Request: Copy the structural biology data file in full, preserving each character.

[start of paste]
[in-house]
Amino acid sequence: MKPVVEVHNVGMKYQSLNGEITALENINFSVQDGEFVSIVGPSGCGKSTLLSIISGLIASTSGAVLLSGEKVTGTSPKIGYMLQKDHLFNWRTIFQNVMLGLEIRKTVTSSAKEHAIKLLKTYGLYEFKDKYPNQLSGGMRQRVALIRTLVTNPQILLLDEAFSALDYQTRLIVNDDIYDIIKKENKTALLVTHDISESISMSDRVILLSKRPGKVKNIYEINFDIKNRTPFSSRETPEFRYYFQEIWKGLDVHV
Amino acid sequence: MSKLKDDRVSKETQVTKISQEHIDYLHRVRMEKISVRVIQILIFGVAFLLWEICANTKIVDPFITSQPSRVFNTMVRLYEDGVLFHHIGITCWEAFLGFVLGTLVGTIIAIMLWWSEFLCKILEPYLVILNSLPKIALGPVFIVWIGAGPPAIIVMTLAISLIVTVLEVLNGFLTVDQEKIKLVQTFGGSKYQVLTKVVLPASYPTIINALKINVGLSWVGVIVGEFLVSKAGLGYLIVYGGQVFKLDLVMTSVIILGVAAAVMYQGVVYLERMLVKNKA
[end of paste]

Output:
[in-house]
Amino acid sequence: MKPVVEVHNVGMKYQSLNGEITALENINFSVQDGEFVSIVGPSGCGKSTLLSIISGLIASTSGAVLLSGEKVTGTSPKIGYMLQKDHLFNWRTIFQNVMLGLEIRKTVTSSAKEHAIKLLKTYGLYEFKDKYPNQLSGGMRQRVALIRTLVTNPQILLLDEAFSALDYQTRLIVNDDIYDIIKKENKTALLVTHDISESISMSDRVILLSKRPGKVKNIYEINFDIKNRTPFSSRETPEFRYYFQEIWKGLDVHV
Amino acid sequence: MSKLKDDRVSKETQVTKISQEHIDYLHRVRMEKISVRVIQILIFGVAFLLWEICANTKIVDPFITSQPSRVFNTMVRLYEDGVLFHHIGITCWEAFLGFVLGTLVGTIIAIMLWWSEFLCKILEPYLVILNSLPKIALGPVFIVWIGAGPPAIIVMTLAISLIVTVLEVLNGFLTVDQEKIKLVQTFGGSKYQVLTKVVLPASYPTIINALKINVGLSWVGVIVGEFLVSKAGLGYLIVYGGQVFKLDLVMTSVIILGVAAAVMYQGVVYLERMLVKNKA